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Malcomb v. McKean

United States District Court, W.D. Pennsylvania

August 27, 2014

Joseph Clifford MALCOMB, Plaintiff,
CRAIG McKEAN, Pennsylvania State Police; and JOSHUA THOMAS, Pennsylvania State Police, Defendants.


CYNTHIA REED EDDY, Magistrate Judge.


It is respectfully recommended that the Defendants' Motion for Summary Judgment (ECF No. 40) be granted, and that the sole remaining count for malicious prosecution in Plaintiff's Complaint be dismissed with prejudice.


A. Relevant Procedural History

Plaintiff Joseph Clifford Malcomb initiated this action pro se in August 2014 while confined as an inmate at the State Correctional Institution at Greensburg, Pennsylvania, pursuant to 42 U.S.C. §§ 1983 and 1985 alleging violations of his constitutional and state rights against two members of the Pennsylvania State Police ("PSP") - Trooper Joshua Thomas ("Trooper Thomas") and Trooper Craig McKean ("Trooper McKean").[1] (ECF No. 3). On November 23, 2011, the undersigned issued a Report and Recommendation, recommending that the Complaint be dismissed in its entirety with prejudice pursuant to 28 U.S.C. § 1915A. (ECF No. 14). Specifically, the Court recommended dismissing the claim for malicious prosecution on the grounds that the criminal proceeding did not end in Plaintiff's favor. Id. at 7-11. Further, the Court recommended dismissing all of the remaining claims on statute of limitations grounds. Id. at 6. The District Judge adopted said Report and Recommendation on December 19, 2011, (ECF No. 15), which Plaintiff appealed.

On August 15, 2013, the Court of Appeals vacated the Order dismissing Plaintiff's Complaint and remanded the case for further proceedings in accordance with its Opinion. (ECF Nos. 21). The Court of Appeals issued its Mandate on September 11, 2013, (ECF No. 22), and this Court reopened the case on September 17, 2013. (ECF No. 23). Notably, in its Opinion, the Court of Appeals only discussed the dismissal of the malicious prosecution claim, concluding "that Malcomb's complaint should not have been dismissed based on his failure to satisfy the favorable termination prong." (ECF No. 22-2 at 6). It did not address or disturb the dismissal of any of the other claims. Thus, it is reasonable to conclude that those claims were properly dismissed in the District Judge's Memorandum Order from December 19, 2011 adopting the Report and Recommendation. (ECF No. 15).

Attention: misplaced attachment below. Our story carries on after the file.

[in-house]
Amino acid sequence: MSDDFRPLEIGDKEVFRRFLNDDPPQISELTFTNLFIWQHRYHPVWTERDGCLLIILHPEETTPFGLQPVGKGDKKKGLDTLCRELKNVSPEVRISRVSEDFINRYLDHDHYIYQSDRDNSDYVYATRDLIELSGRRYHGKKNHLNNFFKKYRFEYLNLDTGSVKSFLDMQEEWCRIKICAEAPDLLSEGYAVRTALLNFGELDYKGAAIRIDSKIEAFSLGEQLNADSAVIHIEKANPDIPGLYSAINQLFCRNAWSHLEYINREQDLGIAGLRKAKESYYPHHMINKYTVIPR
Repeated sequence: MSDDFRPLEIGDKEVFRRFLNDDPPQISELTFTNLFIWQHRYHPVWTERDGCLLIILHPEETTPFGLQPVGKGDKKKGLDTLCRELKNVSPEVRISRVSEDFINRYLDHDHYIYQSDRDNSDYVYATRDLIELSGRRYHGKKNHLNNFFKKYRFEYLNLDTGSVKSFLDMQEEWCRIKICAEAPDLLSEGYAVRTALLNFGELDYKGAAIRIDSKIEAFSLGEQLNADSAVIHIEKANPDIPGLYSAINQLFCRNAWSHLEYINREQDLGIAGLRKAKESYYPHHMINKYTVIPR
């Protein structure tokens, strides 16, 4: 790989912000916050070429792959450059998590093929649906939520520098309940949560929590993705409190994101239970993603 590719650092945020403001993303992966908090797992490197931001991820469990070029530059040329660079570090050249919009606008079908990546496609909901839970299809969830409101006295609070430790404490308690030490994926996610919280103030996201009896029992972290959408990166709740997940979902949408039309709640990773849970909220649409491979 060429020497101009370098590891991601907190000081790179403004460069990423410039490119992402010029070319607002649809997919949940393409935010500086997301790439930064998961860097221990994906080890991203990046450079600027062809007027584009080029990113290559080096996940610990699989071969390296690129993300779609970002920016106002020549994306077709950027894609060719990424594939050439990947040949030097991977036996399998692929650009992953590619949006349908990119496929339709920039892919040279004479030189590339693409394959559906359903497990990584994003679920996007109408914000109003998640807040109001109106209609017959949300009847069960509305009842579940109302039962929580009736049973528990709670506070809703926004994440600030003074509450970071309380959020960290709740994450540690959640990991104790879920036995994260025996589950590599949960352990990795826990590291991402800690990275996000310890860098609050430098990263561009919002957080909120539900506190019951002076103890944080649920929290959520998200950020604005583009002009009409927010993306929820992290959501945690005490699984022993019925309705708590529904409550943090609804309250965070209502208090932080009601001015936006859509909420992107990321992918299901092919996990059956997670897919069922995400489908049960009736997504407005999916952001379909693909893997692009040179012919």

On December 30, 2013, the Court received notice from Plaintiff that he had been released from prison. (ECF Nos. 31). On February 20, 2014, Defendants filed an Answer to the Complaint. (ECF No. 34). This Court issued a Case Management Order on February 24, 2014, which set forth deadlines for discovery and summary judgment. (ECF No. 35). In said Order, Plaintiff was advised by the Court of his obligation to respond to a Motion for Summary Judgment and was provided with the copied text of Federal Rule of Civil Procedure 56 and this district's Local Rule 56 for guidance. Id. 2-4. Plaintiff was also advised that failure to deny or otherwise controvert any alleged undisputed facts contained in Defendants' Concise Statement of Material Facts would be deemed an admission, and that failure to comply with the Order would result in the Motion being decided without the benefit of his response. Id. at 4.

On March 28, 2014, Defendants filed a Notice Regarding Discovery, certifying that they "mailed all responsive documents in their possession to plaintiff in compliance with the Court's [February 24, 2014 Case Management] Order." (ECF No. 36). On May 5, 2014, the Court received a Notice from Plaintiff regarding his change of address. (ECF No. 39).

On June 18, 2014, Defendants filed a Motion for Summary Judgment, (ECF No. 40), along with a Brief in Support, (ECF No. 41), a Concise Statement of Undisputed Material Facts (ECF No. 42), and an Appendix, (ECF No. 43). On June 23, 2014, out of an abundance of caution, this Court issued a Remark, reminding Plaintiff that the Case Management Order from February 24, 2014 was still in effect and that he had until July 31, 2014 to respond to Defendants' Motion and supporting documents. (Text-Only Remark from 6/23/2014). Notwithstanding the above, Plaintiff has not responded to Defendants' Motion as of the time of this Report. Therefore, as Plaintiff was warned in the previous Order, the matter is ripe for disposition without the benefit of his response.